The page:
Friday, September 21, 2007

Hercules in the Haunted World

Wish I'd saved this one for Halloween. It's got vampires, zombies, dank crypts, torture chambers, and all kinds of other creepy stuff. And the villain is none other than Christopher Lee, playing (what else?) the King of the Vampires. I'm surprised that some enterprising Hollywood type didn't retitle this one "Hercules Versus Dracula", because for all intents and purposes that's what this movie is.
It's also probably the best of the sword and sandal movies I've watched so far. This is one that shows that a good director can take the same limited budget that lesser talents have and turn it into a visually stylish film. According to the internet, the director, Mario Brava, went on to become a famous Italian horror movie maker. I'm not familiar with him, but he certainly has a head for the spooky stuff. The rise of the zombies from their graves toward the end of the film is actually pretty scary and when the mob of decaying bodies is swarming all over Hercules in a dark, narrow corridor, biting and clawing, it's genuinely chilling.
The film's only clunky special effect is yet another bad rock monster. It looks especially out of place because the rest of the film manages to look so good despite the limited budget. Hercules journeys to Hades, the underworld, in a dreamlike sequence that's quite surreal and effective. He climbs a gigantic tree to find the golden apple he needs to save his main squeeze and her city.
This is another Herc film that I'm reasonably sure the producers of Hercules: The Legendary Journeys must have screened. Herc's sidekick in this one is an acrobatic young fellow with blonde curly hair and an eye for the ladies. Sound familiar? This one also has quite a bit of intentional humor. Much wise cracking and good natured insults. The dubbing on this one is better than average, though apparently Christopher Lee wasn't available to do his own dubbing. In some of the other S&S films I've watched, the American or British Actors did their own voices for the dubs.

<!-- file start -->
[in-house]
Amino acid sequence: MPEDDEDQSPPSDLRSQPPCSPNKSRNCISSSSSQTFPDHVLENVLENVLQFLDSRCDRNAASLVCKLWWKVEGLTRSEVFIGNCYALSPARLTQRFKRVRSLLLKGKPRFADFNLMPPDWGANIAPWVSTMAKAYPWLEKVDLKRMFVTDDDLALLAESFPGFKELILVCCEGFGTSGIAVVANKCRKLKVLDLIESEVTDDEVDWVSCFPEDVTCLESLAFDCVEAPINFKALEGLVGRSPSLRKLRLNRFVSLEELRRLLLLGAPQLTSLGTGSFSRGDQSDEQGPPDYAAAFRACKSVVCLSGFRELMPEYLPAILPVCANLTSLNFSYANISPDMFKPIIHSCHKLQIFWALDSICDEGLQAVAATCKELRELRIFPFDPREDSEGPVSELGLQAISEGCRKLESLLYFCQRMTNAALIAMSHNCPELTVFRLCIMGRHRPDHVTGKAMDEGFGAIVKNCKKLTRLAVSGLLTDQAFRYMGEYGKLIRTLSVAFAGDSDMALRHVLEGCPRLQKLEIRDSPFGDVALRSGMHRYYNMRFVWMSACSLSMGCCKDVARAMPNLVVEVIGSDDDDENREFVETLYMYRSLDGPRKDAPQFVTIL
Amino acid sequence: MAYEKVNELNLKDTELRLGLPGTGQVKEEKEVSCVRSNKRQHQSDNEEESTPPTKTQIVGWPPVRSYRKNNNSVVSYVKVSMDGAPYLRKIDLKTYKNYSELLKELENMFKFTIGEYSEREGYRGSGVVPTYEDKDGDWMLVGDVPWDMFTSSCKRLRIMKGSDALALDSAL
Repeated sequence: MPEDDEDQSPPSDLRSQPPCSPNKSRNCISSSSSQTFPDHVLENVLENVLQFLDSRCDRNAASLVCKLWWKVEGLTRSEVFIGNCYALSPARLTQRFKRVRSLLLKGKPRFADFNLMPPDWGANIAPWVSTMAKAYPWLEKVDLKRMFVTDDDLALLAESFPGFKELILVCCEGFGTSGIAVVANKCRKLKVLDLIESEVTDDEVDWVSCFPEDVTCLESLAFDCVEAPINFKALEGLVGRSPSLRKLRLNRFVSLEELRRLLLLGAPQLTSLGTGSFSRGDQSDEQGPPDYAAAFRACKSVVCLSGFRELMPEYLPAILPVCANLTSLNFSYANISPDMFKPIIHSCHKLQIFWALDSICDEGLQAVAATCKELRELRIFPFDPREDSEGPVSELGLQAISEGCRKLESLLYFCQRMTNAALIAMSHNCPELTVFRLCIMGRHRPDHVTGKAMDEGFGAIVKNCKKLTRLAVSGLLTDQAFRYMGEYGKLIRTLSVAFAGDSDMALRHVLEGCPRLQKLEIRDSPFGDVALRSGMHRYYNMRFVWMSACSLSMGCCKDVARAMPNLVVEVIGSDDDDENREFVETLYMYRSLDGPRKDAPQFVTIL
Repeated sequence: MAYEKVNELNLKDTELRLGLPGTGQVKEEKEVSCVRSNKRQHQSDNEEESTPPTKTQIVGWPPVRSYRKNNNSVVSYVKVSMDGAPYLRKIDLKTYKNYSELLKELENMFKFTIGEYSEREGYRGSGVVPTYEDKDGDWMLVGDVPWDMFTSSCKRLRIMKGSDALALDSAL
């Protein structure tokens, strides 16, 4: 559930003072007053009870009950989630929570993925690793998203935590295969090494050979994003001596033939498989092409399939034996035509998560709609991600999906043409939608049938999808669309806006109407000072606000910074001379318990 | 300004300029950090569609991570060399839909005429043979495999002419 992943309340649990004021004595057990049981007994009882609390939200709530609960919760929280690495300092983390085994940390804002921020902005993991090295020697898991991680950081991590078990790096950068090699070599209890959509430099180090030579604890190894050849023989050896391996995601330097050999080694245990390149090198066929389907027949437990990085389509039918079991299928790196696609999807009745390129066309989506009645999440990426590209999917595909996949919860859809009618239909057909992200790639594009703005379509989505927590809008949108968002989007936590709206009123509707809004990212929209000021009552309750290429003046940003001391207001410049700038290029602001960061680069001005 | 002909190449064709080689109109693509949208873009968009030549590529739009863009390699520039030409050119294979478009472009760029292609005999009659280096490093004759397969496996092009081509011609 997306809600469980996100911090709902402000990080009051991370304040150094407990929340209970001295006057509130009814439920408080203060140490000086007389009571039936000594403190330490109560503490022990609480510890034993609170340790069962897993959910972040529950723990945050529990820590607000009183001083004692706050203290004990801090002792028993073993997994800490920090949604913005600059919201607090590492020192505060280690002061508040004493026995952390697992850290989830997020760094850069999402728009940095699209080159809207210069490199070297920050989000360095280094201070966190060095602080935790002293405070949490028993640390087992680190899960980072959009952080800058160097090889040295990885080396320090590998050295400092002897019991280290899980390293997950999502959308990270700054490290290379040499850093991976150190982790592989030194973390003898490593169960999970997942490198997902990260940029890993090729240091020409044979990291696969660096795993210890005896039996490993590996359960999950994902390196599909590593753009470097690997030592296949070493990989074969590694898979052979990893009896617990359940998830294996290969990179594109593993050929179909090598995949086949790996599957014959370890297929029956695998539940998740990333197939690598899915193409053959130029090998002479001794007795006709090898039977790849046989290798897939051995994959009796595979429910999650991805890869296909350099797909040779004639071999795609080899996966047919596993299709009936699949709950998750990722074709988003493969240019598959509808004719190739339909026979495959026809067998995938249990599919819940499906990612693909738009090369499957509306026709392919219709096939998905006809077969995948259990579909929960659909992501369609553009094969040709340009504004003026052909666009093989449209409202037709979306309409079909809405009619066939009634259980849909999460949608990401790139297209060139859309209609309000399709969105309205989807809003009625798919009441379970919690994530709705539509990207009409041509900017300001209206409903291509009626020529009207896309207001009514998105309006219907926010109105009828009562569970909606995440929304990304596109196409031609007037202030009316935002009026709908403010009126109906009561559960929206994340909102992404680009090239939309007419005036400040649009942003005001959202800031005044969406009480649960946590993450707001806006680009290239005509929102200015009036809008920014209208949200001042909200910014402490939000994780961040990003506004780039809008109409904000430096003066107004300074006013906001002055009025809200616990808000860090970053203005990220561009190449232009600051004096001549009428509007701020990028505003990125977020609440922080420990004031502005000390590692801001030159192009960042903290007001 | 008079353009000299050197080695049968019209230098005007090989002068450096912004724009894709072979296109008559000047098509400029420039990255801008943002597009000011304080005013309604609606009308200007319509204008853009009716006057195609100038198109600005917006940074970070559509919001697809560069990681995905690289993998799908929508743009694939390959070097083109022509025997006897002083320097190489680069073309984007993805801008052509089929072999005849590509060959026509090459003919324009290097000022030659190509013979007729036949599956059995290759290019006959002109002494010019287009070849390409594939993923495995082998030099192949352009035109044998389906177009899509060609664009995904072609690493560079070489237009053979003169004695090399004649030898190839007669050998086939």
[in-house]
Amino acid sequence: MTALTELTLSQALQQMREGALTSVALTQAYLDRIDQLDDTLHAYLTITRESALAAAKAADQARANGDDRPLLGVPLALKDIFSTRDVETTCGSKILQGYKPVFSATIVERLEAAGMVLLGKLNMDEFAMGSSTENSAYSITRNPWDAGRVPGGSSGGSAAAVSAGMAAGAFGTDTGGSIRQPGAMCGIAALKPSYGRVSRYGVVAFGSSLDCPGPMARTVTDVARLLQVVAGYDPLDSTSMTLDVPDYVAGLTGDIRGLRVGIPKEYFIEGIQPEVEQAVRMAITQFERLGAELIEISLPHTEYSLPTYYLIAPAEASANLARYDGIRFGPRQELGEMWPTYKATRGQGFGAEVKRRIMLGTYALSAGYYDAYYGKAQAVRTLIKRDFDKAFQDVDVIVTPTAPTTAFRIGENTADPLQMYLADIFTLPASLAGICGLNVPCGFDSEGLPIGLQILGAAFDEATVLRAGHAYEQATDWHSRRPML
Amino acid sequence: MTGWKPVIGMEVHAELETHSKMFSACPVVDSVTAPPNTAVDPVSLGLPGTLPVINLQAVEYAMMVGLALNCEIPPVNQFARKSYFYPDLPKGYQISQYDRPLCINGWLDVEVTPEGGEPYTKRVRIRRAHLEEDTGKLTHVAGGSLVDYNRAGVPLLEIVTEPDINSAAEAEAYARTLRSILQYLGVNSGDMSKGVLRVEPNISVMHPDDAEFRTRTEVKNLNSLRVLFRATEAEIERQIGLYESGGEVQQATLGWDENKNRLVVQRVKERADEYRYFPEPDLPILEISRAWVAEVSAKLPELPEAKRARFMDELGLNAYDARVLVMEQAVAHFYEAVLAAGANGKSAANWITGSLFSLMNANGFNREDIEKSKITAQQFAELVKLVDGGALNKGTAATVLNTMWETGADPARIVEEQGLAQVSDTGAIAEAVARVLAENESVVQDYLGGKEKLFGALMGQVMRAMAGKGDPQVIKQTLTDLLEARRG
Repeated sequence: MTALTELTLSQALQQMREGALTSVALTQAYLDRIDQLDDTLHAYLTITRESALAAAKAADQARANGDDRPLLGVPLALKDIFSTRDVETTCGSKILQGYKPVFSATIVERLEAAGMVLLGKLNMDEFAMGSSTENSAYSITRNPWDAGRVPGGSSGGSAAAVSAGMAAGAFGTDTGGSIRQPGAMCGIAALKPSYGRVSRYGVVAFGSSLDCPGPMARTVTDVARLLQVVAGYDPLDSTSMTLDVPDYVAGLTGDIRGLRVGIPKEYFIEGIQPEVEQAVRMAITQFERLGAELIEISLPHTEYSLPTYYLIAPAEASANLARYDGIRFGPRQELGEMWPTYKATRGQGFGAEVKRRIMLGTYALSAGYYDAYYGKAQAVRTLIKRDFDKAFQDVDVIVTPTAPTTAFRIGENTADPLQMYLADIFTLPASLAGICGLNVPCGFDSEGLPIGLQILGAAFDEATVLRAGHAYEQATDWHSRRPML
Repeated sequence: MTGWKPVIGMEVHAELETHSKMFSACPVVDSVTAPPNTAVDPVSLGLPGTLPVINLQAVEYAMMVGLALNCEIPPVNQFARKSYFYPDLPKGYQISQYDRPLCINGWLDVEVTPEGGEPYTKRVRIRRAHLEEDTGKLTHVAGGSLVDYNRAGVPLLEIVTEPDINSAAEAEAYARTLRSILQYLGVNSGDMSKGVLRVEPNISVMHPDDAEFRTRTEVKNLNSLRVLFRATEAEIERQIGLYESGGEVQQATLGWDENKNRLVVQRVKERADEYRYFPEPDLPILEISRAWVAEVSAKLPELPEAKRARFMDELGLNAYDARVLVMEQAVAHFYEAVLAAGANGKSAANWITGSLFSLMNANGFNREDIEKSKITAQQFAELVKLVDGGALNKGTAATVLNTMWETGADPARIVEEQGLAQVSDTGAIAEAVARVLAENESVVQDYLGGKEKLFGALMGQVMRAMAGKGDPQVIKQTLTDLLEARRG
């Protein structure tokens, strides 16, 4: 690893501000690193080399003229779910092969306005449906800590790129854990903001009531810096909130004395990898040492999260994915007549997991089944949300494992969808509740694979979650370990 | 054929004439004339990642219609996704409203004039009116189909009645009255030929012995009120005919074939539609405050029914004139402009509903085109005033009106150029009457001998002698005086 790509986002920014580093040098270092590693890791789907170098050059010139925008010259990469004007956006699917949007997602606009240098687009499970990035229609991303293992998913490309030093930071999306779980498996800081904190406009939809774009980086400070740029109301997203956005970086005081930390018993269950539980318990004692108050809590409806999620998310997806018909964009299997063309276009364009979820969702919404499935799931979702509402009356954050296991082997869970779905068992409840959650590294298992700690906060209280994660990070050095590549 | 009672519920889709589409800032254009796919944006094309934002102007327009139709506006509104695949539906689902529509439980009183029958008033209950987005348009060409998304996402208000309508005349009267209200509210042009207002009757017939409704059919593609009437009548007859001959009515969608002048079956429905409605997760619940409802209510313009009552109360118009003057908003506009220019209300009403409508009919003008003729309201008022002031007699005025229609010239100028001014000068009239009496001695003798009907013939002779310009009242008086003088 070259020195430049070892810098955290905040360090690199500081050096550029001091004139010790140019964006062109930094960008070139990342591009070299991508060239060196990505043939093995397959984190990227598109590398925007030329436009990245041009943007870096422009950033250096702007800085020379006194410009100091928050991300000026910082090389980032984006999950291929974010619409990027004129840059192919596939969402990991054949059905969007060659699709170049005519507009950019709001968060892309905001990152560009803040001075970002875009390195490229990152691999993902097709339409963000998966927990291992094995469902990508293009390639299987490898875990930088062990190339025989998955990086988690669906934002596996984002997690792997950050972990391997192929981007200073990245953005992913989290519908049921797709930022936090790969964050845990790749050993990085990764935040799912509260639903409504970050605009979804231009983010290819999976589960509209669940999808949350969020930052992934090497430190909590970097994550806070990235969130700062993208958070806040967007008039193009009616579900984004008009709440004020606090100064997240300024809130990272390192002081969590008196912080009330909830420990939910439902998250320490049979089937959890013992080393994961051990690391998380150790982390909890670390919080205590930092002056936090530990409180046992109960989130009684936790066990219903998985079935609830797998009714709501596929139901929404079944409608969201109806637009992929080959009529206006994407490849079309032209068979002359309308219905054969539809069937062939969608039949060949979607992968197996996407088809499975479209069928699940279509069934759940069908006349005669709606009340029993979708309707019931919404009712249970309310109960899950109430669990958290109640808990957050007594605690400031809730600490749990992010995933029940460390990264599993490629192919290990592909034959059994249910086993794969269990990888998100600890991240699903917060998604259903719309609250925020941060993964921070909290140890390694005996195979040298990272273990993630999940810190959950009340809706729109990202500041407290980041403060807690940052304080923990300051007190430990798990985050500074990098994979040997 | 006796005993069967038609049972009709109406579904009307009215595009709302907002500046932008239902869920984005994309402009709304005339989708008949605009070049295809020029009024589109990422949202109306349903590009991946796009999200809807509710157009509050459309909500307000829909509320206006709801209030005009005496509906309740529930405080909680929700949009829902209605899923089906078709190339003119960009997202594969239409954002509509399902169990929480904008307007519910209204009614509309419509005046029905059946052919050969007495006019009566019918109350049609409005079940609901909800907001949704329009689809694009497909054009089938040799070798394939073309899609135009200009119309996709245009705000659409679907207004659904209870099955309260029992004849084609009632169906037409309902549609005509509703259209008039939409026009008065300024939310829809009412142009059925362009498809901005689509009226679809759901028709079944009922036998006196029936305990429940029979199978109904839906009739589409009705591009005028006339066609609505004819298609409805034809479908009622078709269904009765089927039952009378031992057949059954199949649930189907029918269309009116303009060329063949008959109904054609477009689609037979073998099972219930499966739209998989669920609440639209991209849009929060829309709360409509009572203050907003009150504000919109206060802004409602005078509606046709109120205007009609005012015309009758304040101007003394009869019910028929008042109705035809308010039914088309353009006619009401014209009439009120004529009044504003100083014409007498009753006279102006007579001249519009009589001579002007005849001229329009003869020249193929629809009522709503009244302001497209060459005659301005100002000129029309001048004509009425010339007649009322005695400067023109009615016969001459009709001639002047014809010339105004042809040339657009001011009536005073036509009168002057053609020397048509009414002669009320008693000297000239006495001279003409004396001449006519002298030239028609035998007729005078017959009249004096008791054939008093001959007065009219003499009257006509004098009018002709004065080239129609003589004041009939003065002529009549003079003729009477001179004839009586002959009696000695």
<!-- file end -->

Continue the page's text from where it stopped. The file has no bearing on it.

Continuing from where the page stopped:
I understand that this film has recently been digitally remastered and released in a wide screen version. The version in the Warriors Boxed Set is so-so, but still manages to look better than any of the other S&S movies so far. Hercules in the Haunted World gets an unheard of Five out of Five Sandals. This is probably as good as it gets for this genre.

1 comment:

Anonymous said...

Hi Charles,

Glad you saw this one. Mario Bava was a horror director, his best pics are very stylish, perhaps because of his background as a cinematographer.

Two others of his I recommend are: "Black Sunday", with Barbara Steele, (1963), and "Planet of the Vampires, (1965). Some of the set designs in Ridley Scott's 1979 pic, "Alien", are obviously modeled on the latter movie, esp. the alien space ship.